Dieback and canker of poplars
Botryosphaeriaceae, Dothichiza, Cytospora and other canker diseases
Fig. 1. Necrosis of Cryptodiaporthe populea
Fig. 2. Necrosis of Cryptodiaporthe populea (asexual stage Discosporium populeum)
Fig. 3. Dieback of shoots of poplar showing spore tendril of Cytospora sp.
Trees show dieback of twigs, branches and/or stems. Commonly this is associated with distinct necrotic lesions on the bark surface. The lesions are usually sunken brownish areas with a sharp border and of characteristic elliptic-elongated shape. Sometimes there is formation of wound callus, especially if the cankers extend from annual shoots to older twigs and branches resulting in excrescences. In this case the bark also cracks open. In and later around the lesions pustule-shaped blackish fruiting bodies develop (hand-lens!) releasing infectious spores. Cryptodiaporthe populea (Dothichiza-disease of poplars) is the most common species and usually the direct consequence of water deficiency in the living bark (Fig.1). In Italian poplars (Populus nigra 'Italica') infection by C. populea can also be caused by severe frost. In addition, there are genetic differences in sensitivity among poplar clones. Some other fungal species on poplar bark as for instance Cytospora spp., with yellowish spore tendrils emerging from the necrotic bark are often only weakly pathogenic (Fig.2). Cankers caused by Entoleuca mammata show distinct flat black curst-like fruiting-bodies emerging through the bark.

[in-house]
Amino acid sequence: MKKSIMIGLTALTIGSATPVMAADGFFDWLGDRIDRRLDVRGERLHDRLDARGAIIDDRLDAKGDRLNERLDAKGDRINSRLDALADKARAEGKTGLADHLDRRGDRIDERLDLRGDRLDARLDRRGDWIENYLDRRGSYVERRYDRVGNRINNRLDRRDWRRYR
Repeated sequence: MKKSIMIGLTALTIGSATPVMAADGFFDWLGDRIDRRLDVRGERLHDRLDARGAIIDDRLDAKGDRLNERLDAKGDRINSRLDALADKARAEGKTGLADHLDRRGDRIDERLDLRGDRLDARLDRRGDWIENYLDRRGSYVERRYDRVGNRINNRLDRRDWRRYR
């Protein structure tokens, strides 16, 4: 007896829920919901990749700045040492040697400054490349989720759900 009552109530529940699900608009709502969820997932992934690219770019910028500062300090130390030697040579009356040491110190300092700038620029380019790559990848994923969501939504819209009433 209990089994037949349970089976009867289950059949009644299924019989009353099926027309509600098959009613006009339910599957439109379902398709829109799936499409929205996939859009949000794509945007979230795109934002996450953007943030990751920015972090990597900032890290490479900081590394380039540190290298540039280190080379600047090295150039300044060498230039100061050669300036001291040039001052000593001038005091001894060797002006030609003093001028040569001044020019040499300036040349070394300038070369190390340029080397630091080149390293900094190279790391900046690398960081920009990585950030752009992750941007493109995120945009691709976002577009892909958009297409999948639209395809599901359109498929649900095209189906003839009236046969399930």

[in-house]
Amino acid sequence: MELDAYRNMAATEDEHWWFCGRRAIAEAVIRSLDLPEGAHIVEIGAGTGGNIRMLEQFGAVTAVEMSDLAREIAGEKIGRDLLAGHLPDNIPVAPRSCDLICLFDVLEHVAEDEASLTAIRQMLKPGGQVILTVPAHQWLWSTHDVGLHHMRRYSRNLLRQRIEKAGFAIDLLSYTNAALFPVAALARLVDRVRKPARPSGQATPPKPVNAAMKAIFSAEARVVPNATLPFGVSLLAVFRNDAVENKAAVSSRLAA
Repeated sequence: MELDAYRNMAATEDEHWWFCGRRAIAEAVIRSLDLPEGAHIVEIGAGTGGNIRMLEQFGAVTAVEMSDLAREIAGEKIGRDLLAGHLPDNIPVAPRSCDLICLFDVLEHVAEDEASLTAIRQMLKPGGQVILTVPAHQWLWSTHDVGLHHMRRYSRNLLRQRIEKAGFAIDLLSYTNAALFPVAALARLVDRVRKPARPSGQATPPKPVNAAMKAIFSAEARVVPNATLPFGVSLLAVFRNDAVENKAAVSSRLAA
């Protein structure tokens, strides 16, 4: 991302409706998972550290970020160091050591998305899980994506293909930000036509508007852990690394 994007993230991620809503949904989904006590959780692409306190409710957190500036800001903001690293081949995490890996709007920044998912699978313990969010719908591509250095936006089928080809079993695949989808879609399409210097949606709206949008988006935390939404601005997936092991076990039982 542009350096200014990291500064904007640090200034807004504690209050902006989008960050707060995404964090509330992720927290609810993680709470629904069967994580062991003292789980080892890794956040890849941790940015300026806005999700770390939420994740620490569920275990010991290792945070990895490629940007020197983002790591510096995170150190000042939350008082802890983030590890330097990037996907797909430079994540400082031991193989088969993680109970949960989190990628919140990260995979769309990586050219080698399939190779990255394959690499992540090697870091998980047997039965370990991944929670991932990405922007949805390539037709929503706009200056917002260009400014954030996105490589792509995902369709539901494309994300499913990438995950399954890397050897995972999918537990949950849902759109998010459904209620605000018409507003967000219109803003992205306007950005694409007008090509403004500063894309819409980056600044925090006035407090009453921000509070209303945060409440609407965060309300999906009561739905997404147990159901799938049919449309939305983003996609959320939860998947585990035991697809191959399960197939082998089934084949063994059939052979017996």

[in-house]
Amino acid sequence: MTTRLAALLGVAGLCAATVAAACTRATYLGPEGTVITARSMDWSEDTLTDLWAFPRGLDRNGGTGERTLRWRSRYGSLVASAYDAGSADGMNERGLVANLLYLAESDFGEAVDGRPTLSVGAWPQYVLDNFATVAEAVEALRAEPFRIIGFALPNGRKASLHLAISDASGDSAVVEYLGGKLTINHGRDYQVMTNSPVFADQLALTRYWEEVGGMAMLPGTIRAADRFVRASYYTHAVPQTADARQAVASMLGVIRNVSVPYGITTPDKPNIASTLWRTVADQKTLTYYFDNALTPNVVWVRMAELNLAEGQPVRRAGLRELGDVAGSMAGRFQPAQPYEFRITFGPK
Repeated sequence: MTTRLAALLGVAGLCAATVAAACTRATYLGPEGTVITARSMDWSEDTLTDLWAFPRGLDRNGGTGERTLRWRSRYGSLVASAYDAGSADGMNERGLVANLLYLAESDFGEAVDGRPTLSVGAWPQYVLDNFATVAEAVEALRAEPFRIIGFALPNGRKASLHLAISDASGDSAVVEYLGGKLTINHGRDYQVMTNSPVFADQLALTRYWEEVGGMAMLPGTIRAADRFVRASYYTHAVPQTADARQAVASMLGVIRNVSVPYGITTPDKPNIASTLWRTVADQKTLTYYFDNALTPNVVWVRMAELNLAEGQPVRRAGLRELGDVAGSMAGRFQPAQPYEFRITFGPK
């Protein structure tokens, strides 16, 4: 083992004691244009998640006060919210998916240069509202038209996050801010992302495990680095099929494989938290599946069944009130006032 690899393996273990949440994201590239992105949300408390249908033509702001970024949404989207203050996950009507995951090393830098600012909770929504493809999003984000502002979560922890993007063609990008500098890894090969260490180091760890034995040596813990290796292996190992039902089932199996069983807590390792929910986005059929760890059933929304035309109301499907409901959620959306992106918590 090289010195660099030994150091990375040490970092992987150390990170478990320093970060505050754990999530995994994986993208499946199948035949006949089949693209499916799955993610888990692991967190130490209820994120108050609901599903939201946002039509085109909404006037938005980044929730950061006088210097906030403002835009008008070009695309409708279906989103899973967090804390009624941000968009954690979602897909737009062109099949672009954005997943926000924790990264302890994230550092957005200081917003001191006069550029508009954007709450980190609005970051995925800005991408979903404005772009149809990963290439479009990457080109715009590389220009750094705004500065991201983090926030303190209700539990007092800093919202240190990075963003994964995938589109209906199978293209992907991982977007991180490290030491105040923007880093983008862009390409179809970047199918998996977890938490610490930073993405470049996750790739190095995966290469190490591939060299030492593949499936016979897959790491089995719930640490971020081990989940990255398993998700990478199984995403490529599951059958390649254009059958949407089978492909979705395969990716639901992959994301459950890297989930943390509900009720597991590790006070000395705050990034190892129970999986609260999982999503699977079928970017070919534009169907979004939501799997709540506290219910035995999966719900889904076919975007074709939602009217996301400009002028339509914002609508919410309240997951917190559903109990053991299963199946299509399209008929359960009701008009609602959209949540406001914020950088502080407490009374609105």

On poplars in natural habitats, nurseries, plantations and urban areas.
Canker diseases of poplars are ubiquitous in Europe. They are very common in urban areas, but also in riparian forests, here sometimes a consequence of floods and subsequent drought periods resulting in soil-sealing by mud deposition.
Canker diseases of poplars show a broad spectrum from small-twigs-dieback to stand-wise loss of trees. Especially young plants may die quickly due to infections.
Scab – caused by species of Venturia results in dieback of leaves and young shoots in spring, with black discoloration of all diseased parts. Bacterial canker of poplars (Xanthomonas populi) somehow show similar symptoms, however the cankers produce mesentery-like structures of the bark surface. Cankers can also be mistaken for galleries of cycads, which deposit their eggs on smooth-barked stems (Cycadella viridis).